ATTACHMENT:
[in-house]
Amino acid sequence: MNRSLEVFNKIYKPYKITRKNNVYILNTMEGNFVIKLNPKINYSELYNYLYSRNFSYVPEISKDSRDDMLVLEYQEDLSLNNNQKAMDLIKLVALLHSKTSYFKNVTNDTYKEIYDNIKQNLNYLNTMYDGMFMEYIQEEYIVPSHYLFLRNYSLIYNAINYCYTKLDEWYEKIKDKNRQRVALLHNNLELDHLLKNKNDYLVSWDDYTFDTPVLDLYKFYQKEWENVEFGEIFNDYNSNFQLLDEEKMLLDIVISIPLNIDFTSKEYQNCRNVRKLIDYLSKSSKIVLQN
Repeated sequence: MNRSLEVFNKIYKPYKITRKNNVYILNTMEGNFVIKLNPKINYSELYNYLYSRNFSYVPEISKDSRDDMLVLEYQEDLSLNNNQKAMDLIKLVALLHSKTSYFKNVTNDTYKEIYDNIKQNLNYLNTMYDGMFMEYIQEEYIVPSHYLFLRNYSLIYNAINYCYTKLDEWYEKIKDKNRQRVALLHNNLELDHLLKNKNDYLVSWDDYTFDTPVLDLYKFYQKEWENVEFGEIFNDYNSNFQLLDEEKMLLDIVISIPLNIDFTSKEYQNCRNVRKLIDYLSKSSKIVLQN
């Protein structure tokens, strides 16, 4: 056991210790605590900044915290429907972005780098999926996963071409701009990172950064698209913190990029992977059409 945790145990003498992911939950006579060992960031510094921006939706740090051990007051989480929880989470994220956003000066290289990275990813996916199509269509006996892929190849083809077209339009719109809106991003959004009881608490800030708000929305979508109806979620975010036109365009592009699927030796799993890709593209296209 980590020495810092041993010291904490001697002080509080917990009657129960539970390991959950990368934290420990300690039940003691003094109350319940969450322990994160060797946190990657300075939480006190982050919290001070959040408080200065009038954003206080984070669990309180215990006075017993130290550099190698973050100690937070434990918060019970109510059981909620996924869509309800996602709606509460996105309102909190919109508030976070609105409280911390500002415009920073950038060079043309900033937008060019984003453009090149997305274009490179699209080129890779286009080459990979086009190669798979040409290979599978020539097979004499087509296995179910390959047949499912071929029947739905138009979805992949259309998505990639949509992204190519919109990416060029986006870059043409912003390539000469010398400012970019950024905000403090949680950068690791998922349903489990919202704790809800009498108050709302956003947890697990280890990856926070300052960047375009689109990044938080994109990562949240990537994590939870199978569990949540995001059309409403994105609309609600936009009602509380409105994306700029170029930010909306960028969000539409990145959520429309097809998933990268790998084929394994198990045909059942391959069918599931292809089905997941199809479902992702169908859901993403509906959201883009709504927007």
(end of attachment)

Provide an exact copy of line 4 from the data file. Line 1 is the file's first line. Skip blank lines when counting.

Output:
């Protein structure tokens, strides 16, 4: 056991210790605590900044915290429907972005780098999926996963071409701009990172950064698209913190990029992977059409 945790145990003498992911939950006579060992960031510094921006939706740090051990007051989480929880989470994220956003000066290289990275990813996916199509269509006996892929190849083809077209339009719109809106991003959004009881608490800030708000929305979508109806979620975010036109365009592009699927030796799993890709593209296209 980590020495810092041993010291904490001697002080509080917990009657129960539970390991959950990368934290420990300690039940003691003094109350319940969450322990994160060797946190990657300075939480006190982050919290001070959040408080200065009038954003206080984070669990309180215990006075017993130290550099190698973050100690937070434990918060019970109510059981909620996924869509309800996602709606509460996105309102909190919109508030976070609105409280911390500002415009920073950038060079043309900033937008060019984003453009090149997305274009490179699209080129890779286009080459990979086009190669798979040409290979599978020539097979004499087509296995179910390959047949499912071929029947739905138009979805992949259309998505990639949509992204190519919109990416060029986006870059043409912003390539000469010398400012970019950024905000403090949680950068690791998922349903489990919202704790809800009498108050709302956003947890697990280890990856926070300052960047375009689109990044938080994109990562949240990537994590939870199978569990949540995001059309409403994105609309609600936009009602509380409105994306700029170029930010909306960028969000539409990145959520429309097809998933990268790998084929394994198990045909059942391959069918599931292809089905997941199809479902992702169908859901993403509906959201883009709504927007």